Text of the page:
Sanctimonious, sentimental, self-righteous, Pecksniffian guff

We live in a golden age of unctuousness, at least if the covers of the Lancet, one of the most important medical journals in the world, are anything to go by. On those covers, the editor, or some employee of the journal, chooses a sentence from the current edition to be inscribed upon it in large letters, presumably on the grounds of its importance or elegance.

The last time I looked, the sentence picked out for this distinction was as follows:

Put simply, planetary health is the health of human
civilisation and the state of the natural systems on which it
depends.

Perhaps I should not criticise the sentence too severely for as Dr Johnson said it is useless to criticise what will not be read: but is there any other kind of civilisation, I wonder, than human? Armadillo civilisation, for example, or anaconda?

If, as Buffon remarked, the style is the man himself, then whoever wrote the above had the soul of an apparatchik: but also of a moral exhibitionist. He was not so much trying to convey a truth – it is not altogether easy to discern what the words actually mean – as convey an impression of himself as a person of vast intellectual concern and moral vision.

What is ‘planetary health’? Does it mean the health of the planet itself, or of the people living on it? If the former, what exactly is a healthy planet? Is Pluto or Uranus a healthy planet because there are no living creatures on it to pollute its atmosphere?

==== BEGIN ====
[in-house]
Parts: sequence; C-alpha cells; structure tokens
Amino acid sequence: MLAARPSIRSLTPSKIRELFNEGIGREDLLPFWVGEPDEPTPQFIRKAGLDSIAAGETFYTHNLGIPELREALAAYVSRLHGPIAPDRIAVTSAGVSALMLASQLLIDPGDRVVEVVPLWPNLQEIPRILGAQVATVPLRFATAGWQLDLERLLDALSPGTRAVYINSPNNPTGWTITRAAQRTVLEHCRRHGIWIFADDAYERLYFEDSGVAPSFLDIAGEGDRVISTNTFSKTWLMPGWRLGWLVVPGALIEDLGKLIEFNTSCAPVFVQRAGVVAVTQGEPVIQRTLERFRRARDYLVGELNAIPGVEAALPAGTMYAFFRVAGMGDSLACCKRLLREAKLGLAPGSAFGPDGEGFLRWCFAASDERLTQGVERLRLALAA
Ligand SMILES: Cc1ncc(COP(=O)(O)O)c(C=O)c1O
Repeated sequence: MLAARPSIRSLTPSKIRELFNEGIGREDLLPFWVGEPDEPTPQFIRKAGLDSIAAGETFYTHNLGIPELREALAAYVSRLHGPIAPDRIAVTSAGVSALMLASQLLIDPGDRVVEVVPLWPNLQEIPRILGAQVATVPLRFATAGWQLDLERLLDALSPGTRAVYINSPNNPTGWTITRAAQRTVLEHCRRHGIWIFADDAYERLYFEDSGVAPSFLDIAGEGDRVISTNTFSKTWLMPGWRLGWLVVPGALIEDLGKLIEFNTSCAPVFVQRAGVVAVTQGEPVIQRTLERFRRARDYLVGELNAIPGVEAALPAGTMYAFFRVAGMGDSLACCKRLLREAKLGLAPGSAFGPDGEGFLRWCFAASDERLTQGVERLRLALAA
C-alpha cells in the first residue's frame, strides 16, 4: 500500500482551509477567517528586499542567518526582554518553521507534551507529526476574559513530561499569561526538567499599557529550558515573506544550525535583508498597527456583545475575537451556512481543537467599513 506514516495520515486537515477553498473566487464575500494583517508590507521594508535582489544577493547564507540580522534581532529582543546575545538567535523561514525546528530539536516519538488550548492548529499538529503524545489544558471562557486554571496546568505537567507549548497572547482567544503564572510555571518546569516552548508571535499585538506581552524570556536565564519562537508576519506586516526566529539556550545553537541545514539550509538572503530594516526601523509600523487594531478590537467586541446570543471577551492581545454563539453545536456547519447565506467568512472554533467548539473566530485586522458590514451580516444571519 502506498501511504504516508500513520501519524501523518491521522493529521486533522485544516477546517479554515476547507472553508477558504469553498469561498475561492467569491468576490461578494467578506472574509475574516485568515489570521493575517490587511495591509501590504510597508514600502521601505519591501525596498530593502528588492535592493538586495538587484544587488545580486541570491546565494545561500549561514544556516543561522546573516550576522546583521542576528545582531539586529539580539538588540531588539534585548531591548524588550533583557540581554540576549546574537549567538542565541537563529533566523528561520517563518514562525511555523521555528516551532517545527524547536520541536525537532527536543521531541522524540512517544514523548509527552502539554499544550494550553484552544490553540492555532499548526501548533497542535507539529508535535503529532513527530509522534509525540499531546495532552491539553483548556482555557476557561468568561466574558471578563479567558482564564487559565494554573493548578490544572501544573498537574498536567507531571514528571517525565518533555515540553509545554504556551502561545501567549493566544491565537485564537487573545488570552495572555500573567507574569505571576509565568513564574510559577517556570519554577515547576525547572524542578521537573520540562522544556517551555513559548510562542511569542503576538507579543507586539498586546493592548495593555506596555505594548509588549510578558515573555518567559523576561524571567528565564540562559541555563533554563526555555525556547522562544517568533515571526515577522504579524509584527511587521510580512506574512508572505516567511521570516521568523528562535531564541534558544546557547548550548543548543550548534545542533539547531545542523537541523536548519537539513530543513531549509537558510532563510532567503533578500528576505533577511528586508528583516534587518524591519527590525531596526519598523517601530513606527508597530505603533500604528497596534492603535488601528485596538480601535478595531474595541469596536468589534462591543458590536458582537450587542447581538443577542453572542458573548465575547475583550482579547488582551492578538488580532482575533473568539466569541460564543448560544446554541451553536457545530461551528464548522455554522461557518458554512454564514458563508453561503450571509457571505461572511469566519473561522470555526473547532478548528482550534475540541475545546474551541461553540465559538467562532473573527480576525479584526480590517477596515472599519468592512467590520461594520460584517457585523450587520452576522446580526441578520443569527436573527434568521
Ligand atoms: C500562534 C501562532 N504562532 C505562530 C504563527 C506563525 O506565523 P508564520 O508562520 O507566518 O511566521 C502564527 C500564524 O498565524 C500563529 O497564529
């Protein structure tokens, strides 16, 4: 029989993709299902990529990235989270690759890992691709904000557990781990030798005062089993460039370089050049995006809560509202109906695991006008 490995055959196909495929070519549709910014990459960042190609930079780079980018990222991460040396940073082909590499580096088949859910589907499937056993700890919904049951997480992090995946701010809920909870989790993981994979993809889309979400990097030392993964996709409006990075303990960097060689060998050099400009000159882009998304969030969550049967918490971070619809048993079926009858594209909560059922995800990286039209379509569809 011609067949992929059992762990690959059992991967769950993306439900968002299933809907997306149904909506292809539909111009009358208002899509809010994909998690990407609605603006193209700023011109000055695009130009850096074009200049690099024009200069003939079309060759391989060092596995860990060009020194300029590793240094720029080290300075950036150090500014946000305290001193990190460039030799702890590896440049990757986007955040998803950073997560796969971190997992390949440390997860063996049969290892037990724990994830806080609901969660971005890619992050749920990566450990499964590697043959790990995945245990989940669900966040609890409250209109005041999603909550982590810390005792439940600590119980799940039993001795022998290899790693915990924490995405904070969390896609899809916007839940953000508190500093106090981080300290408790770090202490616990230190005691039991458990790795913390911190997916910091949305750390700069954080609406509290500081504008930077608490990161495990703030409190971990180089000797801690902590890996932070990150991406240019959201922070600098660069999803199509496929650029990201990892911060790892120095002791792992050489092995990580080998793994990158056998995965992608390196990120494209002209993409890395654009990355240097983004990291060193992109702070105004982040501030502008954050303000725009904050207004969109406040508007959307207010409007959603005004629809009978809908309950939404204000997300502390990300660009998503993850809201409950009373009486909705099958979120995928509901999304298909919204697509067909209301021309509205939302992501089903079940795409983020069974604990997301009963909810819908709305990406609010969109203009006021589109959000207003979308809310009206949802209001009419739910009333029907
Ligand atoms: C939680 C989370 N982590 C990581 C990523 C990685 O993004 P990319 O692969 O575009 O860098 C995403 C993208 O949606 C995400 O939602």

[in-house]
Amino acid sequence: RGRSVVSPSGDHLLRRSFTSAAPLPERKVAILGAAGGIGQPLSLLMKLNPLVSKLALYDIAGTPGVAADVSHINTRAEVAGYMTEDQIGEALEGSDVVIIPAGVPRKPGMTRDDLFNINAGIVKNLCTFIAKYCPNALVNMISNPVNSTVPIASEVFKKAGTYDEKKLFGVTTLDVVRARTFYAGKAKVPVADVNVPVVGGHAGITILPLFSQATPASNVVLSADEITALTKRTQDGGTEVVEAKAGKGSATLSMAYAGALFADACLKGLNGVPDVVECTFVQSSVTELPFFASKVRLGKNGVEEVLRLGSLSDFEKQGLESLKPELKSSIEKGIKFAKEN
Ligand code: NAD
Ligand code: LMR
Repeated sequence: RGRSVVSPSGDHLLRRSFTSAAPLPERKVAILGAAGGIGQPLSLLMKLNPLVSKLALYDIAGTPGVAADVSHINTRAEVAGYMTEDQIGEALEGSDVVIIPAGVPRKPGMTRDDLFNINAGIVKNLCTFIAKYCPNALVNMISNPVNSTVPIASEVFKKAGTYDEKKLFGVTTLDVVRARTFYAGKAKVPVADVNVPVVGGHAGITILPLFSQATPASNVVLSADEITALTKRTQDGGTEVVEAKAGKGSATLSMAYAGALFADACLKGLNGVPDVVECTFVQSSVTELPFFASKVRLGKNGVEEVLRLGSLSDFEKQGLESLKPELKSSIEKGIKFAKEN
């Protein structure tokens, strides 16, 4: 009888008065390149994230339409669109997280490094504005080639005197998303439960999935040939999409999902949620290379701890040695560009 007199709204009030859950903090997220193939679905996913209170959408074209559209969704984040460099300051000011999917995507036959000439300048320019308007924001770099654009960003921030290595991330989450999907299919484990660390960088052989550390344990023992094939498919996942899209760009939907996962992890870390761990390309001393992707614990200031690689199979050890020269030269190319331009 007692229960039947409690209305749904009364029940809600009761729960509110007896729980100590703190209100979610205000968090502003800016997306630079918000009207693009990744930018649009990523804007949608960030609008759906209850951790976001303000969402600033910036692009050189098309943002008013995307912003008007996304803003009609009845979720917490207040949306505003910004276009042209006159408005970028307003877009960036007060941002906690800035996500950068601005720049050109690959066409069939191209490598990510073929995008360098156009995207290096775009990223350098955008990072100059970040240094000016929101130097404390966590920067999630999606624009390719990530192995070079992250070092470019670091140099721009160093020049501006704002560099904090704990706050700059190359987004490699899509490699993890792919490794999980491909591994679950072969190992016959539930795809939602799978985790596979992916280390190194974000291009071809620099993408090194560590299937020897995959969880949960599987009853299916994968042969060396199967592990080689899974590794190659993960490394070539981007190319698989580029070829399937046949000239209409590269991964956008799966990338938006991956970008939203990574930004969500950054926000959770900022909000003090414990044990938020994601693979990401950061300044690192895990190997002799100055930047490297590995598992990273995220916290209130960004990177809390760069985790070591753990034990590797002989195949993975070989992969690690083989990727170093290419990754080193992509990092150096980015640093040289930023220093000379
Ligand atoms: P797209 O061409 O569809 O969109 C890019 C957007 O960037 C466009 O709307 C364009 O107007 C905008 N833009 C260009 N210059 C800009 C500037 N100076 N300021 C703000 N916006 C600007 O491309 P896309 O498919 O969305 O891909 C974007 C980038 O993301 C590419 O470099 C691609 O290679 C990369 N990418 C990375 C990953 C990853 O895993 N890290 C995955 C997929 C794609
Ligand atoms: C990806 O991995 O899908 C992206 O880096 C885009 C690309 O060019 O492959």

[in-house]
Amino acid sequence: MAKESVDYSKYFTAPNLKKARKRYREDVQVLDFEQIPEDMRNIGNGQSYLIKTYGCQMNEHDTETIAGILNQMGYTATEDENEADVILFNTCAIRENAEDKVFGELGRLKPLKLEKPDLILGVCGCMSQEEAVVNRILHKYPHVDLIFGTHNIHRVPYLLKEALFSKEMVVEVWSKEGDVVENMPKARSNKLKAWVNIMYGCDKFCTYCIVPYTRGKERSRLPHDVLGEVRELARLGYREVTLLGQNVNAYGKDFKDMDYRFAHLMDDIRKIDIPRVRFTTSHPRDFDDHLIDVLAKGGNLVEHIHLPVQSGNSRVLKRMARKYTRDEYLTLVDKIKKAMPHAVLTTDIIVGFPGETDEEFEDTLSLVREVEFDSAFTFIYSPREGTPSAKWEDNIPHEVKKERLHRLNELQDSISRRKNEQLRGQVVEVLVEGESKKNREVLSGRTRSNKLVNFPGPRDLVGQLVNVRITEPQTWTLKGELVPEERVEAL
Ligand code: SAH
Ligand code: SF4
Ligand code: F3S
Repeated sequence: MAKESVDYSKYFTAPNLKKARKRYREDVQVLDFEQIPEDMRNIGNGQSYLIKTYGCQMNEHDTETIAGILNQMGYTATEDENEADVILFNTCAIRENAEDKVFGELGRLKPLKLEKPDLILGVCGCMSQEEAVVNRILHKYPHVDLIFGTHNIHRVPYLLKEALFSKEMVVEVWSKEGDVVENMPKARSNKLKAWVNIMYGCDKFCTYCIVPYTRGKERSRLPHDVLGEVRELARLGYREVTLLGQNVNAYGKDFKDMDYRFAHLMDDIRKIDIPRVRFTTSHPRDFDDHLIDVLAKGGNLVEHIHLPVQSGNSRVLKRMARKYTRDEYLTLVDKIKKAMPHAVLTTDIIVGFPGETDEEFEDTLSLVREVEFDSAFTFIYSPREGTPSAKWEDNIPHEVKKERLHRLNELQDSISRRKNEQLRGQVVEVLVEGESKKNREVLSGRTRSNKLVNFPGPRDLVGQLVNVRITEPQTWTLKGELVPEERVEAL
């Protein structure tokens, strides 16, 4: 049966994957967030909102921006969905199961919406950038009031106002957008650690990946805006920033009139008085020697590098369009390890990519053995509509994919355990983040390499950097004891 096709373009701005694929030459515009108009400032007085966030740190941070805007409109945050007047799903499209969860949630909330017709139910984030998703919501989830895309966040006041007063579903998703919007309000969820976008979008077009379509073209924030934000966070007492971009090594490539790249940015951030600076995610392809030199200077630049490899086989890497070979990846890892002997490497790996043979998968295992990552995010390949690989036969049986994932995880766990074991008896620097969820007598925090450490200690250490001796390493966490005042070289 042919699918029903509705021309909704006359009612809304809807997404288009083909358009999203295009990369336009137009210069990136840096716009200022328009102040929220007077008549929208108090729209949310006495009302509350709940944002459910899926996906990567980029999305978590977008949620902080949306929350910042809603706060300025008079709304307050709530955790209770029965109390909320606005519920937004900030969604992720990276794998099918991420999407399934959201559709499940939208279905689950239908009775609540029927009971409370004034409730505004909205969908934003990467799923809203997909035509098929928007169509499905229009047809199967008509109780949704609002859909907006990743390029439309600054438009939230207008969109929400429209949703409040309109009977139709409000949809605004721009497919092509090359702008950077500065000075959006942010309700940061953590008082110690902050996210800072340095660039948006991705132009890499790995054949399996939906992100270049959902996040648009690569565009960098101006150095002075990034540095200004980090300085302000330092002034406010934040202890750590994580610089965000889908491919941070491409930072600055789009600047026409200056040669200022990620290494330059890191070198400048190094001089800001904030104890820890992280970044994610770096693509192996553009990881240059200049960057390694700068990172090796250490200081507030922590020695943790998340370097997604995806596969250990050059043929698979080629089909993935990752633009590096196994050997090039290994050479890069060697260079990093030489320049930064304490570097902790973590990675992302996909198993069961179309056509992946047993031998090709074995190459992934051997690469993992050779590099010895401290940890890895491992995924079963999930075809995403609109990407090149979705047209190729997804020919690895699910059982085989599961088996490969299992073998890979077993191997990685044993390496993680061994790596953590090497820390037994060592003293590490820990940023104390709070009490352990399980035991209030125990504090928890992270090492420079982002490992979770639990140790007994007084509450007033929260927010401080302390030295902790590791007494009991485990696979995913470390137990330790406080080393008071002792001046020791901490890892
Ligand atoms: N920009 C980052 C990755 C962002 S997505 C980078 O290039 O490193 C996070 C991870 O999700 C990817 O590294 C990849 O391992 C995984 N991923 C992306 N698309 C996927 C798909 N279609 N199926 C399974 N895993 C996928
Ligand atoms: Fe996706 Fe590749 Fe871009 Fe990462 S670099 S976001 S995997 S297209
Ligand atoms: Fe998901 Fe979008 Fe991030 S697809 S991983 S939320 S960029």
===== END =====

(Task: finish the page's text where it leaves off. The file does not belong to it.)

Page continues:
What exactly is a healthy civilisation? A civilisation in which all people are healthy, or at least as healthy as possible? But how does health differ from civilisation? Is civilisation more important than health or the other way round? The people of many civilisations were not healthy by our standards, but their civilisations were magnificent. Are we to believe that no civilisation was healthy until our own? And will our civilisation cease to have been healthy once a future population is heathier than ours?

It is hardly worth pondering these questions, because the meaning of the words, if any, is not their point. Put simply, indeed! Put simply, our age, or at least the Lancet, seems to have an infinite appetite for high-sounding, sanctimonious, sentimental, self-righteous, Pecksniffian guff of this kind, a kind of substitute for evangelical preaching at its most nauseatingly complacent. The covers of the Lancet are like a hybrid of Pravda and Elmer Gantry.

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